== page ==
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Jean-Michel Jarre - Oxygene CD (album) cover

OXYGENE

Jean-Michel Jarre

 

Prog Related

3.86 | 224 ratings

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James Lee
Special Collaborator
Honorary Collaborator
3 stars By 1976 Kling Klang was well underway and "Stratosfear" was on many a speaker. Even the hairy simians of rock and roll were becoming familiar with the sound of technology as more complex and compelling synthesizer technology infiltrated all corners of the musical landscape. Yet the idea of an accesible and succesful all-synth album seemed somewhat unlikely, as the general record-buying public still tended to regard such artists as Wendy Carlos to be more of a novelty act (despite buying his/her "Switched on" albums in impressive numbers).

Enter a diminuative showman from France. Previous to this offering, Monsieur Jarre had made a respectable (if largely unrecognized) mark in songwriting and film scoring, but had also been tending to a growing obsession with electronic music. The rest is history; "Oxygene" quickly catapulted to worldwide success, assisted in no small part by Jarre's tremendous stage shows- and his Gallic good looks probably didn't hurt one bit. The influence of this album is immeasurable; Jarre stands as one of a small handful of major pioneers and inspirations for anyone who came after that made music which required circuitry.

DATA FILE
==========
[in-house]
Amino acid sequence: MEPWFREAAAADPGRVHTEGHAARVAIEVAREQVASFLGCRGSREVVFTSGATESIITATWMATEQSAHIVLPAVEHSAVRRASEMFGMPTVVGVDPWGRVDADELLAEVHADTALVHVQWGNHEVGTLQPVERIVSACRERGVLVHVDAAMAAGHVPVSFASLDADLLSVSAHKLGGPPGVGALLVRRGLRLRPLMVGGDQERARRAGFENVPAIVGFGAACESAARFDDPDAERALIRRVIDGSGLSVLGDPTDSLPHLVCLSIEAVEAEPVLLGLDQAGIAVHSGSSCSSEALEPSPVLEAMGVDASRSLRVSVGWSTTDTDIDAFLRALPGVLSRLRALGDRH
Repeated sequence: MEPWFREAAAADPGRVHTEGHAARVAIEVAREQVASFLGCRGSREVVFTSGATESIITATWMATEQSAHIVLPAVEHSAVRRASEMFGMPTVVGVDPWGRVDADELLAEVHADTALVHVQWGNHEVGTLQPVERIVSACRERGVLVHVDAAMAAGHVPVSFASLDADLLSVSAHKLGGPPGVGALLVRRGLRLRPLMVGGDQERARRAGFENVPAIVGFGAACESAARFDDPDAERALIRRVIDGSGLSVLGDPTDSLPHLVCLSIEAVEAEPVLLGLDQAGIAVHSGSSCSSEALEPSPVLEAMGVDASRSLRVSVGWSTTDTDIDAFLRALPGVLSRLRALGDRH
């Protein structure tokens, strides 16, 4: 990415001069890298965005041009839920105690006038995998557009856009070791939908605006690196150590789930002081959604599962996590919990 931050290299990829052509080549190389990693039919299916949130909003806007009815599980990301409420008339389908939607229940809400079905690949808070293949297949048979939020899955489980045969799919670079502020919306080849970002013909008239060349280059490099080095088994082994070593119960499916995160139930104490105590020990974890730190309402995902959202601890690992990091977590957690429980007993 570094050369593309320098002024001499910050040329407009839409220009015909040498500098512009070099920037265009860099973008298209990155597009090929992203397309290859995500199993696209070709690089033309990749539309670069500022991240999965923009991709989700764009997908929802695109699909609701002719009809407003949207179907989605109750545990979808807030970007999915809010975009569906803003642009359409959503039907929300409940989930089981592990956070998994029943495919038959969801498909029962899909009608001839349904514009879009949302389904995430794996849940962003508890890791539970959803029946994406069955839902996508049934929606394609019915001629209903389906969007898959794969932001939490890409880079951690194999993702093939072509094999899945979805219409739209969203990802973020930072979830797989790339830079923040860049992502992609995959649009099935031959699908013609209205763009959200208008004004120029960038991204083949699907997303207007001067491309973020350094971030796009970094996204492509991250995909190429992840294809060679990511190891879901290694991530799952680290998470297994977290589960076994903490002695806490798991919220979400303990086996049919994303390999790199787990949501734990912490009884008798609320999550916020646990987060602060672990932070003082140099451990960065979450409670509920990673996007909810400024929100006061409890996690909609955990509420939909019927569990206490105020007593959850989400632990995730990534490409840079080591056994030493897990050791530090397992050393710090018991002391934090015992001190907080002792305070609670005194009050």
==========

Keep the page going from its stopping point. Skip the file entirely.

In my opinion, "Oxygene" struggles a bit to live up to its own acclaim. It's undoubtedly a work of startling originality and enveloping atmospherics, but the sounds themselves waver between timeless and kitschy and the actual musical content is spread rather thin. Jarre couldn't quite match KRAFTWERK's quirky minimalism or OLDFIELD's musical menageries. It's understandable that a newcomer to the album, in these days of MIDI sequencing and virtual synth technology, might be a little underwhelmed; any half- decent ambient DJ can now crank out albums like this in a matter of days. As a piece of musical history, it deserves everything it is awarded- but taken on its own, it is not an entirely satisfying experience.

If you have any interest at all in electronic music, you should own this album. You may well find that you like it very much (I certainly did, when I first heard it). However, a true classic should probably have a little more musical meat on its bones, and repeated listenings of "Oxygene" do not tend to reveal any hidden depths. Jarre live is an unforgettable experience; Jarre recordings, however, aren't nearly as impressive.

James Lee | 3/5 |

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